A short human history of Carvin’s Cove

The first human settlement of part of the 12,000 acres at the base of Mt. Tinker was by a man named William Carvin in July of 1746.He received a land grant for 150 acres along Carvin’s creek. Some of this land was devoted to Hollins University, while the rest of the land behind the dam would come to be known as the Happy Valley community.

Future site of the Carvins Cove Dame -the Falls at Carvins Cove from the creek bed. 11-25-26
Photo of a waterfall at Carvin’s Cove in 1926

At the time of this Carvin’s Cove was not a part of Roanoke County, but a part of Botetourt (pronounced: bodytot) County, in the city of Hollins.From my research it stayed in the families hands until November of 1926 when then Roanoke announced that the Virginia company would build a $700,000 Dam to impound six billion gallons of water for the city. The Dam is 80 feet high and was completed in 1928. The Virginia Company was devastated by the great depression and was bought by the Roanoke water works for just $1 dollar in 1936.The City of Roanoke paid $4,523,437 bought out the water works company for all of the land that they held including Carvin’s Cove after it was voted in favor of evaporating the Roanoke Water Works Company and passing a $5,000,000 bond issue in 1936.

Carvins Cove Water Treatment Facility 1947
The filtration plant at Carvin’s Cove

During World War II German prisoners of war were housed in Salem to clear timber for the cove in the spring of 1945. In 1946 the damn reached his full capacity filling the pond, now known as Carvin’s Cove. In 1947 the cove put into operation a filtration plant that could filter 6,000,000 gallons a day. Nothing really happened with the cove until 1954 when the filtration plant capacity was up to 16,000,000 gallons. In 1966 Tinker Creek Tunnel was open to divert water from Tinker Creek to the coast reservoir. The construction of this tunnel cost $1.25 million you Dollars and it had a maximum flow of 286 million. The cove’s filtration plant was last updated in 1994 in terms of capacity to what it is today at 28 million gallons.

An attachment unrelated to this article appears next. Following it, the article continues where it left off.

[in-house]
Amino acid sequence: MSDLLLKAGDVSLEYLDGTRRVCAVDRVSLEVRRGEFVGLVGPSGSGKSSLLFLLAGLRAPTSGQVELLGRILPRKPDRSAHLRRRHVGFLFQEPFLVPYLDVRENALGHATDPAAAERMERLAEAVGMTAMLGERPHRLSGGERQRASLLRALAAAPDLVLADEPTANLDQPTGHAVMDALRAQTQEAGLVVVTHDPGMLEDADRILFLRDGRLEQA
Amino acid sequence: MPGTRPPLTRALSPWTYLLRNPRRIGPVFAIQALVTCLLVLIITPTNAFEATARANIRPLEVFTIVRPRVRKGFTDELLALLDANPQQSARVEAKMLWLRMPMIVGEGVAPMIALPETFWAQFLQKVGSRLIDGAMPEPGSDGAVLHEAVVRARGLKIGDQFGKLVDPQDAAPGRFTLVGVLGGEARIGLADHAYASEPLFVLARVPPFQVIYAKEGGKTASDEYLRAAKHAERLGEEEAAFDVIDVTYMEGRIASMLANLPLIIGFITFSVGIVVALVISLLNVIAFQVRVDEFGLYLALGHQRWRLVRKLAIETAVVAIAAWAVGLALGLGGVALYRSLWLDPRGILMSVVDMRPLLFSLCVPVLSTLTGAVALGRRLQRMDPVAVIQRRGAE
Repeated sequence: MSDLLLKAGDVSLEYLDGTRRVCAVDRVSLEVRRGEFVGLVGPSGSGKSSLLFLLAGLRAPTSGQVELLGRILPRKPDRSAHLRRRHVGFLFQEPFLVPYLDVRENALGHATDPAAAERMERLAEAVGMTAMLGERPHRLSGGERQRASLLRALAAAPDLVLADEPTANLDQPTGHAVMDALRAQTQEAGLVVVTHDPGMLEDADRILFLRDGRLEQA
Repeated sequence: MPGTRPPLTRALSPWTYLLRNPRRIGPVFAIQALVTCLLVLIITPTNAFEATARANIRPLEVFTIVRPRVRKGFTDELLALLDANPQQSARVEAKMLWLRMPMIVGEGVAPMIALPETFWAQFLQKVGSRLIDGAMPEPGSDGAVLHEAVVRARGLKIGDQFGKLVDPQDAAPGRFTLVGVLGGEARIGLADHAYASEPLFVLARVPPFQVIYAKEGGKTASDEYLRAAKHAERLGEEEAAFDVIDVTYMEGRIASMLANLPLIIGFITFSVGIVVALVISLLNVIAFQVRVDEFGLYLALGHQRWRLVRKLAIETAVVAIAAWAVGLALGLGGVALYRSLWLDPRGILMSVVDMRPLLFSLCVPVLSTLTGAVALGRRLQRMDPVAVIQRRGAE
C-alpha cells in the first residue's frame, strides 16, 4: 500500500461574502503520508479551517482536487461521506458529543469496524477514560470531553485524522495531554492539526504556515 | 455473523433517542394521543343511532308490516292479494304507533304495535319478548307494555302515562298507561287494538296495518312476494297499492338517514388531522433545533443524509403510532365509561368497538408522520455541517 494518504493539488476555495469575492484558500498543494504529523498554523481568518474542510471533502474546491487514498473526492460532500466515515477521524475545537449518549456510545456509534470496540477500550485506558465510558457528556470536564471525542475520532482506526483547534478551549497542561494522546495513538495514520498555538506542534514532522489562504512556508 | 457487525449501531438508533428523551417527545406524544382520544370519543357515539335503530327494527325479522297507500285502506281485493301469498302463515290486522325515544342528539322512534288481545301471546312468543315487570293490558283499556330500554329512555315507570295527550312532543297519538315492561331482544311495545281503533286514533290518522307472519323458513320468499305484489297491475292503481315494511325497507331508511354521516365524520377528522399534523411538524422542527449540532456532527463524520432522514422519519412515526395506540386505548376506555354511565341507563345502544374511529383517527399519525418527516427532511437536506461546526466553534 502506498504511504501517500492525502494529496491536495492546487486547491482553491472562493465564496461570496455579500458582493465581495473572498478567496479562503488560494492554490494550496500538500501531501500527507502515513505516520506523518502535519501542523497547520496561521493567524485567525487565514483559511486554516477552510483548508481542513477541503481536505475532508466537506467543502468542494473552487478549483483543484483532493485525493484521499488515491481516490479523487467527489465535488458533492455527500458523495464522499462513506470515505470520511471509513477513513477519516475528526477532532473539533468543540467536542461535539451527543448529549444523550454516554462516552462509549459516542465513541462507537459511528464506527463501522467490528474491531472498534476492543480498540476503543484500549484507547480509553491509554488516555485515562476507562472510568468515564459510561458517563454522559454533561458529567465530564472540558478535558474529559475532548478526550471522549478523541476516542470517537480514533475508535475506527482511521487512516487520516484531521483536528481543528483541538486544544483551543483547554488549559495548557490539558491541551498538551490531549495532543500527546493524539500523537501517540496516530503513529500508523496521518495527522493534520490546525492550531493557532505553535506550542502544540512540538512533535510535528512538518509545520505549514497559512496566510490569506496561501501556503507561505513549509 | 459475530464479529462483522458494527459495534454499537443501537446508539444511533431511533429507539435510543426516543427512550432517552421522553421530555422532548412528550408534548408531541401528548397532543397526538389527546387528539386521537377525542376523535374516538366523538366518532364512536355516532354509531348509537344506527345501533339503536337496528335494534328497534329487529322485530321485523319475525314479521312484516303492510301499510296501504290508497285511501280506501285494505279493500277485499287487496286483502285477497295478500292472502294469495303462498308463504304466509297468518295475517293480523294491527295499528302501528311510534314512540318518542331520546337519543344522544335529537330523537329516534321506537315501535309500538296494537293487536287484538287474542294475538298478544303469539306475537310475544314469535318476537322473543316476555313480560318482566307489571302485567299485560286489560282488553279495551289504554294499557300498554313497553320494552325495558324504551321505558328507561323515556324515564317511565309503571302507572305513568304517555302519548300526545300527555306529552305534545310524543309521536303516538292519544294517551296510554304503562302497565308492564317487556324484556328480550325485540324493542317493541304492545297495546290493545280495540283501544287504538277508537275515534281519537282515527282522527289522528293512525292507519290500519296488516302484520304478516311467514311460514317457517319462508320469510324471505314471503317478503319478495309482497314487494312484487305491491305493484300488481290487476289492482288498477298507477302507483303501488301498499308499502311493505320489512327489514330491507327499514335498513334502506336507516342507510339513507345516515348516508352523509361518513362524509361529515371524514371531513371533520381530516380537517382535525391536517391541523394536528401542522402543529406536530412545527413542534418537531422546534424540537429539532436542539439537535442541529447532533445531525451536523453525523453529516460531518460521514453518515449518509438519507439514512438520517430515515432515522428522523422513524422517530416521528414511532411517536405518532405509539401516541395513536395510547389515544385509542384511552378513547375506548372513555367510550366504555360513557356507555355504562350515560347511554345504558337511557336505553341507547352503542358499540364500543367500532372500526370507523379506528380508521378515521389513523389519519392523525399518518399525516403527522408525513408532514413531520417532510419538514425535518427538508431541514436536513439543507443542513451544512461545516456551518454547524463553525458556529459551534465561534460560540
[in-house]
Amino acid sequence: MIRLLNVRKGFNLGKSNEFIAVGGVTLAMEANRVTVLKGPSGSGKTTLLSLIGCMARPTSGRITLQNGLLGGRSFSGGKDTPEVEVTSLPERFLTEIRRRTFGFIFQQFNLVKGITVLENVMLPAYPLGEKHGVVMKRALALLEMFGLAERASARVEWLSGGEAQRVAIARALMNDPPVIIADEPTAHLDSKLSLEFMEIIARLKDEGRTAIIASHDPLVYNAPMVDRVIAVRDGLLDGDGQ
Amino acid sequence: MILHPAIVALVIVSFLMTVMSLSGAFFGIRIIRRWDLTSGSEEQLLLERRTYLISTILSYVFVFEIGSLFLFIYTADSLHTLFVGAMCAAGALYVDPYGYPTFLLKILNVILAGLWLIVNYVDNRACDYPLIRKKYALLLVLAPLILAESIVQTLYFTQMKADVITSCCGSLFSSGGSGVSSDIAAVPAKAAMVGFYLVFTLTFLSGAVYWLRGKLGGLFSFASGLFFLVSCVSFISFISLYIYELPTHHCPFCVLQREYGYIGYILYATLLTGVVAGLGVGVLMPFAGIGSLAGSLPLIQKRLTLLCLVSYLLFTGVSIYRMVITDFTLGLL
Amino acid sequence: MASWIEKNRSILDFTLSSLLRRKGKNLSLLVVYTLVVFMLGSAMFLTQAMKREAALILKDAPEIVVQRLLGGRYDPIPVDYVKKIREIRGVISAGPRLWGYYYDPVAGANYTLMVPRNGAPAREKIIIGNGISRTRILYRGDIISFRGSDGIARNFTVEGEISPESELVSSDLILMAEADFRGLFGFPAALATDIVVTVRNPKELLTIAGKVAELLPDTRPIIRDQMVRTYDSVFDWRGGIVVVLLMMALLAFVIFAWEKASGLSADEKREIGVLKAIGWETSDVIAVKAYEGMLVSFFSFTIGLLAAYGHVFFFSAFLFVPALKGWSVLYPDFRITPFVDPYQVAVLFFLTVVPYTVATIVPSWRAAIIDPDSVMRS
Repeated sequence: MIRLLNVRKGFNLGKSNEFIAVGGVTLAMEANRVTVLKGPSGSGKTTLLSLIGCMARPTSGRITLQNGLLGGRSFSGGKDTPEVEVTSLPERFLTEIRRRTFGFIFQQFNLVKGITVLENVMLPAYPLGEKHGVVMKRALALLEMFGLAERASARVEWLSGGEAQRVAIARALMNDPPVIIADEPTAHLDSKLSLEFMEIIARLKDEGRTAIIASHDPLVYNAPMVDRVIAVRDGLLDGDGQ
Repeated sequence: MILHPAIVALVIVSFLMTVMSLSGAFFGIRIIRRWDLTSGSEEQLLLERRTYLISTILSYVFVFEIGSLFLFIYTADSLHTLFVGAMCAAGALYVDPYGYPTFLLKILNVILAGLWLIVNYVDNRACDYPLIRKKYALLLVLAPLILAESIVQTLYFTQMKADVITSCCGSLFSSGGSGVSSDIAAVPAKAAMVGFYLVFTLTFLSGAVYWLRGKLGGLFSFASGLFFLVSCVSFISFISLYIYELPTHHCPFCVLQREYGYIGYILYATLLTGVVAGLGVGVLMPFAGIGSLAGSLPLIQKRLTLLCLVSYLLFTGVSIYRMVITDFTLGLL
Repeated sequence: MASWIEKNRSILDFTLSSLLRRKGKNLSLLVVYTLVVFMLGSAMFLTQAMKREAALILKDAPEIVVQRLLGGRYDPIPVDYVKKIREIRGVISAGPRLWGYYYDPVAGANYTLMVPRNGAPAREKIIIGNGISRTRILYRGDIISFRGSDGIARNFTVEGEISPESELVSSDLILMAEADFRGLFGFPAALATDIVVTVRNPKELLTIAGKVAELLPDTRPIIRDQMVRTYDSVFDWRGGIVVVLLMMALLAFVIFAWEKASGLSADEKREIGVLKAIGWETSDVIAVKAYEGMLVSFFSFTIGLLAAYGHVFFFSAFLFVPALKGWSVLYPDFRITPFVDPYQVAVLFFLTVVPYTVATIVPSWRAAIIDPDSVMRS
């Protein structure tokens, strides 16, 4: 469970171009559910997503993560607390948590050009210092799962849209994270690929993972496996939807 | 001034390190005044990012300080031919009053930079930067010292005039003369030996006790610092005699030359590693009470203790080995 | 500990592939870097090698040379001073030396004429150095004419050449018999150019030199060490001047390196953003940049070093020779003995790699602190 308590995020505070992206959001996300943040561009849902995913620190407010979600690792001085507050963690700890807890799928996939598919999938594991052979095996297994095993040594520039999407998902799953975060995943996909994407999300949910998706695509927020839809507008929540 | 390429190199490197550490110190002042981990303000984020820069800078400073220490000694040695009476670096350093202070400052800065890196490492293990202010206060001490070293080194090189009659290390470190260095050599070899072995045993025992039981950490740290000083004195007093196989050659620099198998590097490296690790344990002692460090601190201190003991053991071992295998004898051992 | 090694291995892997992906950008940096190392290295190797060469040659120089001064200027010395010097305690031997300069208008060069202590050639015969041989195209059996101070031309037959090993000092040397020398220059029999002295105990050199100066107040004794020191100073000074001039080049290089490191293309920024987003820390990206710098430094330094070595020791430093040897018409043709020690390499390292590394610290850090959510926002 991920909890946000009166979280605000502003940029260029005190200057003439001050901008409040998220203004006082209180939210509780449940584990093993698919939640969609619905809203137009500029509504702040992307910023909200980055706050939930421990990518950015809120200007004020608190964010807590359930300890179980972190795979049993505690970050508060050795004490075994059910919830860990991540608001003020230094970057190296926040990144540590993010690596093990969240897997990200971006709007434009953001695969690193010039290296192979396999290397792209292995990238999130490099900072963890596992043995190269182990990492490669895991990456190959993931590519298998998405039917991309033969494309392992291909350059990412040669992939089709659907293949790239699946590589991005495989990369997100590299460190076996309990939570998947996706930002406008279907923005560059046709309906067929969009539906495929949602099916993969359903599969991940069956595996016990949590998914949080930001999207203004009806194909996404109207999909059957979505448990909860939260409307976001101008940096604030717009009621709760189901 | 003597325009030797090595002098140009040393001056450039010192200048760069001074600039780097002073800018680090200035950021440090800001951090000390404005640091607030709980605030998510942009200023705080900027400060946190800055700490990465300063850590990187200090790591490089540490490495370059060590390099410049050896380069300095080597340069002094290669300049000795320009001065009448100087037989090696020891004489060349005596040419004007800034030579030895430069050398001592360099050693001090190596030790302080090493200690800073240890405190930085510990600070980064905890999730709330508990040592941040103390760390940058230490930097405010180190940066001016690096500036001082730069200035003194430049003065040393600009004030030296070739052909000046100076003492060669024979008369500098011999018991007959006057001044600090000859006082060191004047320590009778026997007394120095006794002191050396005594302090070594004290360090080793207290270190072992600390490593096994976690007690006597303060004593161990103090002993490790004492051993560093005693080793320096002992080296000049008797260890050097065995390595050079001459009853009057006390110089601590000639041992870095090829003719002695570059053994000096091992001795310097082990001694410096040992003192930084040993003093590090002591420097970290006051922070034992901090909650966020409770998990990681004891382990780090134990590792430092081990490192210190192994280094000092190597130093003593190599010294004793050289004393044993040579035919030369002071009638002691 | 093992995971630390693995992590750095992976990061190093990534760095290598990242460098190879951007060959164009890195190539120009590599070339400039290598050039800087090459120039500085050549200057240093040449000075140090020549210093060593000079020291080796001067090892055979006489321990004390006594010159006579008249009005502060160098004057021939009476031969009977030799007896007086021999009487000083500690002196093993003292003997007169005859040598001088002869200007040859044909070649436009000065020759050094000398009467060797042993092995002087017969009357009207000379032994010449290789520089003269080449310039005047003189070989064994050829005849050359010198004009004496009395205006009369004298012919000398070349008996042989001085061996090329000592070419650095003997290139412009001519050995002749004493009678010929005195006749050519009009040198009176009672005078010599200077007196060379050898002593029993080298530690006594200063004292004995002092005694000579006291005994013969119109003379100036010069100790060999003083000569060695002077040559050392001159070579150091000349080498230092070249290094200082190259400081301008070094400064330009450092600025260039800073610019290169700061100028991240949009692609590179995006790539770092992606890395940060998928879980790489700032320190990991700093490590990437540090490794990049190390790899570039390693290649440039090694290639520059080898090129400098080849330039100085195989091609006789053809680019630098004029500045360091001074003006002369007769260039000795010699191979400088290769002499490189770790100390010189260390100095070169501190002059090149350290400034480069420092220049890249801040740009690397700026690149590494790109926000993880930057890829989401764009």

Drought in 2002

In 2002 the greater Roanoke region experiencing a record drought, Carvins Cove had reached an all-time low of 34.1 feet below the shore.  Discussions between the County and City of Roanoke were held on ideas for best meeting the valley’s water needs. In 2004 the Western Virginia Water Authority was formed as a regional  water and wastewater service provider for the valley. The Authority bought the reservoir and land up to the 1,200-foot area around it. The City of Roanoke still has ownership of the remainder of the land at the cove, making it the second largest municipal owned park based on acreage in the United States. 

In 2009 the City of Roanoke completed the donation of a two-part conservation in Roanoke and Botetourt counties that permanently protected 11,363 acres of open space around the reservoir, making it the largest publicly-held easement in the state. The first part, 6,185 acres, was placed under easement in 2008 and the remaining 5,178 acres were placed under easement in early September 2009.In 2014 the Western Virginia Water Authority purchases the last remaining privately held piece of real estate in the watershed to protect the reservoir from potential runoff.

The facts for this blog post were taken from : https://www.westernvawater.org/i-am-a-/recreationalist/carvins-cove-natural-reserve/history-of-carvins-cove

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